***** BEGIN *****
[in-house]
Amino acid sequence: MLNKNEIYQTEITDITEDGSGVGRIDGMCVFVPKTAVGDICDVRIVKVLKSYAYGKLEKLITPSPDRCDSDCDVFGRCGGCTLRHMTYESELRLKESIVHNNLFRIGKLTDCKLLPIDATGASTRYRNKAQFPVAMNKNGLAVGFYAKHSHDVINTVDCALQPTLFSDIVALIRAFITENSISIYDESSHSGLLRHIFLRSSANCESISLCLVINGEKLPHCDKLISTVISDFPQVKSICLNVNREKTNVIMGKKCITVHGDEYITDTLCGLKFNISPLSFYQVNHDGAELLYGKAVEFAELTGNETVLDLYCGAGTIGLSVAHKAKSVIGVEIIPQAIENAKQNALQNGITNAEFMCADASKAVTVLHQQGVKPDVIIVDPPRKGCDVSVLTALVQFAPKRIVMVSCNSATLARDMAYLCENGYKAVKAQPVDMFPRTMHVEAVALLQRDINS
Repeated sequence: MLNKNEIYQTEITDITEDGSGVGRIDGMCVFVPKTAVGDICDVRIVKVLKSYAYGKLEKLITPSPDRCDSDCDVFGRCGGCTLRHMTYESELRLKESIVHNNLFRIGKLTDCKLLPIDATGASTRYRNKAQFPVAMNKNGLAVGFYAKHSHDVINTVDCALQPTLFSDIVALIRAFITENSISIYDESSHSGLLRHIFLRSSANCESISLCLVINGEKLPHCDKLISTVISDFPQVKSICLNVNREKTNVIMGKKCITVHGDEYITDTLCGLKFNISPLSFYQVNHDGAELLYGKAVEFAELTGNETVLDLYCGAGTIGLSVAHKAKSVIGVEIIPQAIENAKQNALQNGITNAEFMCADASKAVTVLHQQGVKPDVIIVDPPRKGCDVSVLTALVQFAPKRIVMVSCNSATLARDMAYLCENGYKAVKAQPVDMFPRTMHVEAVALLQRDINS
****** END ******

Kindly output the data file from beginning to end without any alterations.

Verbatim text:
[in-house]
Amino acid sequence: MLNKNEIYQTEITDITEDGSGVGRIDGMCVFVPKTAVGDICDVRIVKVLKSYAYGKLEKLITPSPDRCDSDCDVFGRCGGCTLRHMTYESELRLKESIVHNNLFRIGKLTDCKLLPIDATGASTRYRNKAQFPVAMNKNGLAVGFYAKHSHDVINTVDCALQPTLFSDIVALIRAFITENSISIYDESSHSGLLRHIFLRSSANCESISLCLVINGEKLPHCDKLISTVISDFPQVKSICLNVNREKTNVIMGKKCITVHGDEYITDTLCGLKFNISPLSFYQVNHDGAELLYGKAVEFAELTGNETVLDLYCGAGTIGLSVAHKAKSVIGVEIIPQAIENAKQNALQNGITNAEFMCADASKAVTVLHQQGVKPDVIIVDPPRKGCDVSVLTALVQFAPKRIVMVSCNSATLARDMAYLCENGYKAVKAQPVDMFPRTMHVEAVALLQRDINS
Repeated sequence: MLNKNEIYQTEITDITEDGSGVGRIDGMCVFVPKTAVGDICDVRIVKVLKSYAYGKLEKLITPSPDRCDSDCDVFGRCGGCTLRHMTYESELRLKESIVHNNLFRIGKLTDCKLLPIDATGASTRYRNKAQFPVAMNKNGLAVGFYAKHSHDVINTVDCALQPTLFSDIVALIRAFITENSISIYDESSHSGLLRHIFLRSSANCESISLCLVINGEKLPHCDKLISTVISDFPQVKSICLNVNREKTNVIMGKKCITVHGDEYITDTLCGLKFNISPLSFYQVNHDGAELLYGKAVEFAELTGNETVLDLYCGAGTIGLSVAHKAKSVIGVEIIPQAIENAKQNALQNGITNAEFMCADASKAVTVLHQQGVKPDVIIVDPPRKGCDVSVLTALVQFAPKRIVMVSCNSATLARDMAYLCENGYKAVKAQPVDMFPRTMHVEAVALLQRDINS